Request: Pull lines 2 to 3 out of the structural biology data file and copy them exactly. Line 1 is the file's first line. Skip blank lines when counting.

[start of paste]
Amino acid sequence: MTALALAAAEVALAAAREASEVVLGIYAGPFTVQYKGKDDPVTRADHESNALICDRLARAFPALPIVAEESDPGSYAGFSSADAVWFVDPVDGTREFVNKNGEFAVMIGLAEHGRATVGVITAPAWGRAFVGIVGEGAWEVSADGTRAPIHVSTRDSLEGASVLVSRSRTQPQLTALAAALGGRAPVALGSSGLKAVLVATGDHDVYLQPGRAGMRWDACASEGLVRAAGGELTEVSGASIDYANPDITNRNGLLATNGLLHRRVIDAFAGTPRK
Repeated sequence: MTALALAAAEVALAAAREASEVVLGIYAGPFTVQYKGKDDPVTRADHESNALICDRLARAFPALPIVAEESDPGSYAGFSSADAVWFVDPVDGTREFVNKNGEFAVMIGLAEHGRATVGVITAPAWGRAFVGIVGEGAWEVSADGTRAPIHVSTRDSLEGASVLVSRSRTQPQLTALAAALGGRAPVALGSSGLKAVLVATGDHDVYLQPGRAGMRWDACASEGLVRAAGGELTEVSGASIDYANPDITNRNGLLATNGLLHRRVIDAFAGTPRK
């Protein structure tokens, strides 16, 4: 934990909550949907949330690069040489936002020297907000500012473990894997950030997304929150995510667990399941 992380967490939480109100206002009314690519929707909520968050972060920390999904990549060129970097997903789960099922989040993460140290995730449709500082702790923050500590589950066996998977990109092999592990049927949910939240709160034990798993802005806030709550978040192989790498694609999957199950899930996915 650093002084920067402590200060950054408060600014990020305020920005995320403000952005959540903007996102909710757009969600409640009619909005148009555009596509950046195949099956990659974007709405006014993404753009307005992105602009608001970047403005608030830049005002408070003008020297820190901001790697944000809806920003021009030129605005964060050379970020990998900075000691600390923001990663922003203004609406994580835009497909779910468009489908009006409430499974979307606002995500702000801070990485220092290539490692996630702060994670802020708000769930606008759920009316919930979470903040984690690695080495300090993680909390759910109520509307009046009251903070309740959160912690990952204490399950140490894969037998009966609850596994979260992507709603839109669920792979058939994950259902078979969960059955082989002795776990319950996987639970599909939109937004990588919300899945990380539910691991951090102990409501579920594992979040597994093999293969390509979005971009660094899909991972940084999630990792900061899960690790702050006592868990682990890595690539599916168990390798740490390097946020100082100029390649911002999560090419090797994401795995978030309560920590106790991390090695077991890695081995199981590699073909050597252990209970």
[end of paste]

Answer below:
Repeated sequence: MTALALAAAEVALAAAREASEVVLGIYAGPFTVQYKGKDDPVTRADHESNALICDRLARAFPALPIVAEESDPGSYAGFSSADAVWFVDPVDGTREFVNKNGEFAVMIGLAEHGRATVGVITAPAWGRAFVGIVGEGAWEVSADGTRAPIHVSTRDSLEGASVLVSRSRTQPQLTALAAALGGRAPVALGSSGLKAVLVATGDHDVYLQPGRAGMRWDACASEGLVRAAGGELTEVSGASIDYANPDITNRNGLLATNGLLHRRVIDAFAGTPRK
């Protein structure tokens, strides 16, 4: 934990909550949907949330690069040489936002020297907000500012473990894997950030997304929150995510667990399941 992380967490939480109100206002009314690519929707909520968050972060920390999904990549060129970097997903789960099922989040993460140290995730449709500082702790923050500590589950066996998977990109092999592990049927949910939240709160034990798993802005806030709550978040192989790498694609999957199950899930996915 650093002084920067402590200060950054408060600014990020305020920005995320403000952005959540903007996102909710757009969600409640009619909005148009555009596509950046195949099956990659974007709405006014993404753009307005992105602009608001970047403005608030830049005002408070003008020297820190901001790697944000809806920003021009030129605005964060050379970020990998900075000691600390923001990663922003203004609406994580835009497909779910468009489908009006409430499974979307606002995500702000801070990485220092290539490692996630702060994670802020708000769930606008759920009316919930979470903040984690690695080495300090993680909390759910109520509307009046009251903070309740959160912690990952204490399950140490894969037998009966609850596994979260992507709603839109669920792979058939994950259902078979969960059955082989002795776990319950996987639970599909939109937004990588919300899945990380539910691991951090102990409501579920594992979040597994093999293969390509979005971009660094899909991972940084999630990792900061899960690790702050006592868990682990890595690539599916168990390798740490390097946020100082100029390649911002999560090419090797994401795995978030309560920590106790991390090695077991890695081995199981590699073909050597252990209970």